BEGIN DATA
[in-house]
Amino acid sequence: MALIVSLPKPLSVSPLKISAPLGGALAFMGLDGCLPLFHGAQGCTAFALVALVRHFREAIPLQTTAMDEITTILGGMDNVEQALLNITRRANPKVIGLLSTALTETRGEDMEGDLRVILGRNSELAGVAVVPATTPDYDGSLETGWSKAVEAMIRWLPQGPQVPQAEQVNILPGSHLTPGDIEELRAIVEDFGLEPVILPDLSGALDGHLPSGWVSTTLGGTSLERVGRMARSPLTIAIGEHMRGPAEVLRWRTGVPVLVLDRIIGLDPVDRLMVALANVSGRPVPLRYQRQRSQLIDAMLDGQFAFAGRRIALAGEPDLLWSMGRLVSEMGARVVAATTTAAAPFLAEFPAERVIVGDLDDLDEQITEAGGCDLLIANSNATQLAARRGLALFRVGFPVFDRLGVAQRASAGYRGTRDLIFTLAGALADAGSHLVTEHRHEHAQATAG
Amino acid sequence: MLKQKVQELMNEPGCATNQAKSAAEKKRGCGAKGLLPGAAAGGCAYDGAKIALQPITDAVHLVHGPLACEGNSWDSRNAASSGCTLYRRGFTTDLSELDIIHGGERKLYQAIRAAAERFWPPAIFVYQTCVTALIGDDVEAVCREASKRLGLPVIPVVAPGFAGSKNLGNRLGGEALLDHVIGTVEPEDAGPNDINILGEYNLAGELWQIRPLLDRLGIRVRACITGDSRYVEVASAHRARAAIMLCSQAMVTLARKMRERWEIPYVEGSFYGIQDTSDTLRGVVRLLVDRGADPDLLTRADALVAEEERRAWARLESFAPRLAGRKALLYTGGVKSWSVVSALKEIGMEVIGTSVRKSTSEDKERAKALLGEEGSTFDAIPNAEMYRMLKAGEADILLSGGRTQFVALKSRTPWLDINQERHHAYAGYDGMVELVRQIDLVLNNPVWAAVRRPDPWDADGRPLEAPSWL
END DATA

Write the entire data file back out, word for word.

[in-house]
Amino acid sequence: MALIVSLPKPLSVSPLKISAPLGGALAFMGLDGCLPLFHGAQGCTAFALVALVRHFREAIPLQTTAMDEITTILGGMDNVEQALLNITRRANPKVIGLLSTALTETRGEDMEGDLRVILGRNSELAGVAVVPATTPDYDGSLETGWSKAVEAMIRWLPQGPQVPQAEQVNILPGSHLTPGDIEELRAIVEDFGLEPVILPDLSGALDGHLPSGWVSTTLGGTSLERVGRMARSPLTIAIGEHMRGPAEVLRWRTGVPVLVLDRIIGLDPVDRLMVALANVSGRPVPLRYQRQRSQLIDAMLDGQFAFAGRRIALAGEPDLLWSMGRLVSEMGARVVAATTTAAAPFLAEFPAERVIVGDLDDLDEQITEAGGCDLLIANSNATQLAARRGLALFRVGFPVFDRLGVAQRASAGYRGTRDLIFTLAGALADAGSHLVTEHRHEHAQATAG
Amino acid sequence: MLKQKVQELMNEPGCATNQAKSAAEKKRGCGAKGLLPGAAAGGCAYDGAKIALQPITDAVHLVHGPLACEGNSWDSRNAASSGCTLYRRGFTTDLSELDIIHGGERKLYQAIRAAAERFWPPAIFVYQTCVTALIGDDVEAVCREASKRLGLPVIPVVAPGFAGSKNLGNRLGGEALLDHVIGTVEPEDAGPNDINILGEYNLAGELWQIRPLLDRLGIRVRACITGDSRYVEVASAHRARAAIMLCSQAMVTLARKMRERWEIPYVEGSFYGIQDTSDTLRGVVRLLVDRGADPDLLTRADALVAEEERRAWARLESFAPRLAGRKALLYTGGVKSWSVVSALKEIGMEVIGTSVRKSTSEDKERAKALLGEEGSTFDAIPNAEMYRMLKAGEADILLSGGRTQFVALKSRTPWLDINQERHHAYAGYDGMVELVRQIDLVLNNPVWAAVRRPDPWDADGRPLEAPSWL